Further, Berry said, he developed multiple ways to run each route depending on the leverage of the defense; if they asked him to line up to both sides he either had to give up those subtle variations or had to learn to run each of them to both sides, which was nigh impossible. Instead, he learned to run his routes on one side, and Unitas learned how to throw them to him on that side. Once Mumme and his staff made that change at Valdosta, the completion percentage of their quarterback at the time, Chris Hatcher, jumped roughly ten percentage points and he went on to win the Harlon Hill trophy, known colloquially as the Heisman trophy for D-II. Hatcher would of course go on to become an assistant to Mumme at Kentucky and is now the head coach at Murray State.”
For the full text, see here.

Raymond Berry was on par with Johnny U for being on just about everyone’s short list of heroes when I was growing up. As I recall, he was too short and too slow and too small to play in the NFL. So, he made it to the Hall of Fame.

So, I just exposed you to Rule One in a system: “Addition by subtraction.

When my young discus throwers go to a track meet, I always have to prep myself for the onslaught of questions upon our return. “Coach, this guy did this and that guy was doing that. Can we do this?”

Did you win?

“Yes.”

Hmmm. Let’s stick the boring things we are doing.

My throwing practices are basically the same day in and day out:
Prepractice Drills

  • Five Sets of the Four Step Approach with a Powerball into a Wall
    Five Sets of the Four Step Approach with a tire overhead
    Five Sets of the Four Step Approach with the X Sticks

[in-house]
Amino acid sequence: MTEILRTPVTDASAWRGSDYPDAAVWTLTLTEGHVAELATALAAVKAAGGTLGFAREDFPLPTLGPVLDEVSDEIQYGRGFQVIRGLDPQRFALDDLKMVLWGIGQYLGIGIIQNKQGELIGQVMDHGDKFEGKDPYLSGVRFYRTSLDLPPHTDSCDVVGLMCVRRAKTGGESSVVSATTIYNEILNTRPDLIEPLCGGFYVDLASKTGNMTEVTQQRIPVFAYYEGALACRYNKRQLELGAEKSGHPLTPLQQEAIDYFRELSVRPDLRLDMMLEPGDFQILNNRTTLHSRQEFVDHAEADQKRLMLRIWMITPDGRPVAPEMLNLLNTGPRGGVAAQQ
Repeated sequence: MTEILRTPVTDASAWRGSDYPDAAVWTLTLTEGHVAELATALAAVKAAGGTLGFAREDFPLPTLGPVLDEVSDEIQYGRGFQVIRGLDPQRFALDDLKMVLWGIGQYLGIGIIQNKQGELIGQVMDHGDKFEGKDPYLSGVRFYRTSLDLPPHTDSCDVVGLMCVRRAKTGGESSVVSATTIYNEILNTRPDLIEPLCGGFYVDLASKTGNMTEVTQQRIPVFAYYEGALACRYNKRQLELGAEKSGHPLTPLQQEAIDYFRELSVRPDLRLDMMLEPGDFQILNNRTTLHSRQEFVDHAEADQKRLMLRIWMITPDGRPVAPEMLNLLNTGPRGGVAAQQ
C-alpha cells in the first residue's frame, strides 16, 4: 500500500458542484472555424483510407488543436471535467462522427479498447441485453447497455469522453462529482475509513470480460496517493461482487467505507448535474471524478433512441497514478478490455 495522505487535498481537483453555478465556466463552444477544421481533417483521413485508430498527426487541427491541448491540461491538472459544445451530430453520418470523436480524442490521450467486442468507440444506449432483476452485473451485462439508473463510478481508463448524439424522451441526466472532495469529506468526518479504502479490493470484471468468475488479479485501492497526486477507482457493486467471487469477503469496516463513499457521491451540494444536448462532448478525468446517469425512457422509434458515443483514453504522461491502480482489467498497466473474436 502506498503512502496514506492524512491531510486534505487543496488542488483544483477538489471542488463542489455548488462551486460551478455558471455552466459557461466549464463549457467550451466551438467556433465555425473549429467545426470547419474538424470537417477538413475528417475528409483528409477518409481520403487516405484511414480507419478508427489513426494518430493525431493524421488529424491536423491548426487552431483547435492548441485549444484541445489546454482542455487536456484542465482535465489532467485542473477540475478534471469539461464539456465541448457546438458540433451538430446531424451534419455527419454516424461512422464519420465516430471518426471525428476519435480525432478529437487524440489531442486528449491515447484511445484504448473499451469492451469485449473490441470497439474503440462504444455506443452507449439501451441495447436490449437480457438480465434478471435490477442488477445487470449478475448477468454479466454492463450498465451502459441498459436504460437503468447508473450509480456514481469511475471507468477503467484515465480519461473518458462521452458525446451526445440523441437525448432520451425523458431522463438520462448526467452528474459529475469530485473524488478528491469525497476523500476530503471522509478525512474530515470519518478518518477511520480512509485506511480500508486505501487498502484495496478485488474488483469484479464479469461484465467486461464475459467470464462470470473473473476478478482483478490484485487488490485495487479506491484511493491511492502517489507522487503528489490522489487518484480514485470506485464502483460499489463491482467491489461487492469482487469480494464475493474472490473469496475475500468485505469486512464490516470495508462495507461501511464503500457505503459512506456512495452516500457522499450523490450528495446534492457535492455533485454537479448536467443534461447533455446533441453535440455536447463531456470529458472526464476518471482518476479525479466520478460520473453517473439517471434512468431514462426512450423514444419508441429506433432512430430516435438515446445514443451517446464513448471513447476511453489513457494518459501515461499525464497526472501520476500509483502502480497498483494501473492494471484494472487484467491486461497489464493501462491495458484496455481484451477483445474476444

Various standing throws with one foot on a box
    Shot Put Drills
  • It takes fifteen minutes, then we meet and gather and pray as a team.

    Out to the field. Half an hour of playing “catch” with…

  • The Four Step Approach

    Split up the group and work drills and out of the ring.

  • In an hour, my throwers average 100+ throws while the competition often hasn’t even gotten to the field yet as they are still doing jogging, plyos, mobility, flexibility, hurdles, sprints and whatever.

    My System? “Throwers throw.”

    The funny thing is this: I used to do everything else, too. Then, I started tossing stuff out when I realized that discus throwers need to turn and shot putters need to throw. What began to amaze me is that my throwers began throwing farther and farther by just…wait for it…throwing. Now, there is nothing wrong with doing all this extra stuff and, honestly, it might help your throwers ultimately throw farther than mine. But, how will you know?

    Rule Two of Systems: Additional components must improve the overall organism.

    I have been asking for years that the RKC move towards streamlining the HKC, RKC and RKC II by logically “adding” through each cert. Simply, going from Two Handed moves to single handed movements to double handed moves was my point. Simply:

    HKC:

    Two Handed Swing
    Goblet Squat
    Get Up

    RKC (for this example, just these three)
    Single Hand Swings
    Single Side Squats
    Single Arm Press (the Get Up being the teaching and supporting movement of grinds)

    RKC II (again, limited for the example)
    Double KB Swings
    Double KB Front Squats
    Double Presses

    So, even in the teaching of something, I like to have a logical platform of building qualities upon the base and foundation of known and mastered moves. In the world of Quadrant III, even these minor additions might not be that impactful on the big goal.